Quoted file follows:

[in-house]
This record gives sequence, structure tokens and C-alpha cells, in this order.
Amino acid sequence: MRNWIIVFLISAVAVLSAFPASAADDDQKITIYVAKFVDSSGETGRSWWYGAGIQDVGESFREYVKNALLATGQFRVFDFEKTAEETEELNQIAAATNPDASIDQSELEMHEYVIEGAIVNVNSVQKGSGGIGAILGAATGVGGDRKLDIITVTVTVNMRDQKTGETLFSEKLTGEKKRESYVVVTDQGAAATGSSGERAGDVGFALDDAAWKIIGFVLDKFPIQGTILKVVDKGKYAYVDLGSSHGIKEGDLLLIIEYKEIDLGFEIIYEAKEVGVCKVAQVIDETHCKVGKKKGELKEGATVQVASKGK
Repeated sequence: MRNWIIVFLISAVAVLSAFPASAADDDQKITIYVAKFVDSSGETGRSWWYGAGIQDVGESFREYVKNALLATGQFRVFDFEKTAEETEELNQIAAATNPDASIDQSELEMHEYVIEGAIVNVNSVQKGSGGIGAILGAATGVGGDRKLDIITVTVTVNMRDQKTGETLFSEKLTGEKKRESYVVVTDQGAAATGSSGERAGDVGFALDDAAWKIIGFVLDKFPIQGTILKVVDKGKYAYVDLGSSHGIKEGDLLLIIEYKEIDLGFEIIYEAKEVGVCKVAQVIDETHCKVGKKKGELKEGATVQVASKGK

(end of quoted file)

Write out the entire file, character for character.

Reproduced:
[in-house]
This record gives sequence, structure tokens and C-alpha cells, in this order.
Amino acid sequence: MRNWIIVFLISAVAVLSAFPASAADDDQKITIYVAKFVDSSGETGRSWWYGAGIQDVGESFREYVKNALLATGQFRVFDFEKTAEETEELNQIAAATNPDASIDQSELEMHEYVIEGAIVNVNSVQKGSGGIGAILGAATGVGGDRKLDIITVTVTVNMRDQKTGETLFSEKLTGEKKRESYVVVTDQGAAATGSSGERAGDVGFALDDAAWKIIGFVLDKFPIQGTILKVVDKGKYAYVDLGSSHGIKEGDLLLIIEYKEIDLGFEIIYEAKEVGVCKVAQVIDETHCKVGKKKGELKEGATVQVASKGK
Repeated sequence: MRNWIIVFLISAVAVLSAFPASAADDDQKITIYVAKFVDSSGETGRSWWYGAGIQDVGESFREYVKNALLATGQFRVFDFEKTAEETEELNQIAAATNPDASIDQSELEMHEYVIEGAIVNVNSVQKGSGGIGAILGAATGVGGDRKLDIITVTVTVNMRDQKTGETLFSEKLTGEKKRESYVVVTDQGAAATGSSGERAGDVGFALDDAAWKIIGFVLDKFPIQGTILKVVDKGKYAYVDLGSSHGIKEGDLLLIIEYKEIDLGFEIIYEAKEVGVCKVAQVIDETHCKVGKKKGELKEGATVQVASKGK